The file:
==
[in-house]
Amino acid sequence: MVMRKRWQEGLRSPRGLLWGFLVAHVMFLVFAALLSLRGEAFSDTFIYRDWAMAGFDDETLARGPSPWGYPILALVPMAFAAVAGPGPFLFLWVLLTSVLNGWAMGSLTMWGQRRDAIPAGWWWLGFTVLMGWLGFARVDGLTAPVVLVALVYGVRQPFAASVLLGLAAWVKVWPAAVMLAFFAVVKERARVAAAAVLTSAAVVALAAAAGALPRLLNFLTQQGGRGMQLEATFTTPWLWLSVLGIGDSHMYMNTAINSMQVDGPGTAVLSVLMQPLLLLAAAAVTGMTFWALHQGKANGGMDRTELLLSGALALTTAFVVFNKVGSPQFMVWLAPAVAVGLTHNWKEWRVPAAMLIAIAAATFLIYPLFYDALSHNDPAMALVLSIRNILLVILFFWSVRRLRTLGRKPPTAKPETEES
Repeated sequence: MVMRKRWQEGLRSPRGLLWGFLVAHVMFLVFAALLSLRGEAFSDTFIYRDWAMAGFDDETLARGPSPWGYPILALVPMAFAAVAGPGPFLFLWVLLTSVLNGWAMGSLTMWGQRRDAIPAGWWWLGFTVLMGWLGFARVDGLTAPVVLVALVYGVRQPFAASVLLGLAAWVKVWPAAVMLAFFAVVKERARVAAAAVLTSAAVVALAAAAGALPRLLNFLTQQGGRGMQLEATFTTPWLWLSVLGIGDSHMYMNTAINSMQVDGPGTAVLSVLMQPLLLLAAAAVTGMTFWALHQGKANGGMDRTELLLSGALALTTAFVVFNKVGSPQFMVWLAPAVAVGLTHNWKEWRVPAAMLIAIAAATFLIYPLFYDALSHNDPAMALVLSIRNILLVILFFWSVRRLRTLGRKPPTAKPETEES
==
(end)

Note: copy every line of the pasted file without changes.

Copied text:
[in-house]
Amino acid sequence: MVMRKRWQEGLRSPRGLLWGFLVAHVMFLVFAALLSLRGEAFSDTFIYRDWAMAGFDDETLARGPSPWGYPILALVPMAFAAVAGPGPFLFLWVLLTSVLNGWAMGSLTMWGQRRDAIPAGWWWLGFTVLMGWLGFARVDGLTAPVVLVALVYGVRQPFAASVLLGLAAWVKVWPAAVMLAFFAVVKERARVAAAAVLTSAAVVALAAAAGALPRLLNFLTQQGGRGMQLEATFTTPWLWLSVLGIGDSHMYMNTAINSMQVDGPGTAVLSVLMQPLLLLAAAAVTGMTFWALHQGKANGGMDRTELLLSGALALTTAFVVFNKVGSPQFMVWLAPAVAVGLTHNWKEWRVPAAMLIAIAAATFLIYPLFYDALSHNDPAMALVLSIRNILLVILFFWSVRRLRTLGRKPPTAKPETEES
Repeated sequence: MVMRKRWQEGLRSPRGLLWGFLVAHVMFLVFAALLSLRGEAFSDTFIYRDWAMAGFDDETLARGPSPWGYPILALVPMAFAAVAGPGPFLFLWVLLTSVLNGWAMGSLTMWGQRRDAIPAGWWWLGFTVLMGWLGFARVDGLTAPVVLVALVYGVRQPFAASVLLGLAAWVKVWPAAVMLAFFAVVKERARVAAAAVLTSAAVVALAAAAGALPRLLNFLTQQGGRGMQLEATFTTPWLWLSVLGIGDSHMYMNTAINSMQVDGPGTAVLSVLMQPLLLLAAAAVTGMTFWALHQGKANGGMDRTELLLSGALALTTAFVVFNKVGSPQFMVWLAPAVAVGLTHNWKEWRVPAAMLIAIAAATFLIYPLFYDALSHNDPAMALVLSIRNILLVILFFWSVRRLRTLGRKPPTAKPETEES